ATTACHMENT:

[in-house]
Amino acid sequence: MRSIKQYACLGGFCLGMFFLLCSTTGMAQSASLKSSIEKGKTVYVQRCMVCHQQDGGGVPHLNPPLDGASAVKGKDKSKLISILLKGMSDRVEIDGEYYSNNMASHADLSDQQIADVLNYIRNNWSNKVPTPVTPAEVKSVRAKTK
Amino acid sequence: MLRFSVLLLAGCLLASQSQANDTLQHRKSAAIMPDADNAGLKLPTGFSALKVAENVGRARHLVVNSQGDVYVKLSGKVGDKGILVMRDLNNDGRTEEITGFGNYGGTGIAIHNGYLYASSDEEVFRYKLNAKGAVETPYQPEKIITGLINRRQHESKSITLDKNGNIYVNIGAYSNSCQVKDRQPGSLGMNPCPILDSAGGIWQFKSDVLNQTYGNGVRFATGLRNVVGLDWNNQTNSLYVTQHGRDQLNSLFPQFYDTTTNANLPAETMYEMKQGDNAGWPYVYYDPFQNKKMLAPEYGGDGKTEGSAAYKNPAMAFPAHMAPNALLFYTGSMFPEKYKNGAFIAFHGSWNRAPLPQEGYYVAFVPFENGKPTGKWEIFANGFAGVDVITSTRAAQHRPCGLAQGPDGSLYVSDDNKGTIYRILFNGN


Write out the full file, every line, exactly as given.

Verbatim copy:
[in-house]
Amino acid sequence: MRSIKQYACLGGFCLGMFFLLCSTTGMAQSASLKSSIEKGKTVYVQRCMVCHQQDGGGVPHLNPPLDGASAVKGKDKSKLISILLKGMSDRVEIDGEYYSNNMASHADLSDQQIADVLNYIRNNWSNKVPTPVTPAEVKSVRAKTK
Amino acid sequence: MLRFSVLLLAGCLLASQSQANDTLQHRKSAAIMPDADNAGLKLPTGFSALKVAENVGRARHLVVNSQGDVYVKLSGKVGDKGILVMRDLNNDGRTEEITGFGNYGGTGIAIHNGYLYASSDEEVFRYKLNAKGAVETPYQPEKIITGLINRRQHESKSITLDKNGNIYVNIGAYSNSCQVKDRQPGSLGMNPCPILDSAGGIWQFKSDVLNQTYGNGVRFATGLRNVVGLDWNNQTNSLYVTQHGRDQLNSLFPQFYDTTTNANLPAETMYEMKQGDNAGWPYVYYDPFQNKKMLAPEYGGDGKTEGSAAYKNPAMAFPAHMAPNALLFYTGSMFPEKYKNGAFIAFHGSWNRAPLPQEGYYVAFVPFENGKPTGKWEIFANGFAGVDVITSTRAAQHRPCGLAQGPDGSLYVSDDNKGTIYRILFNGN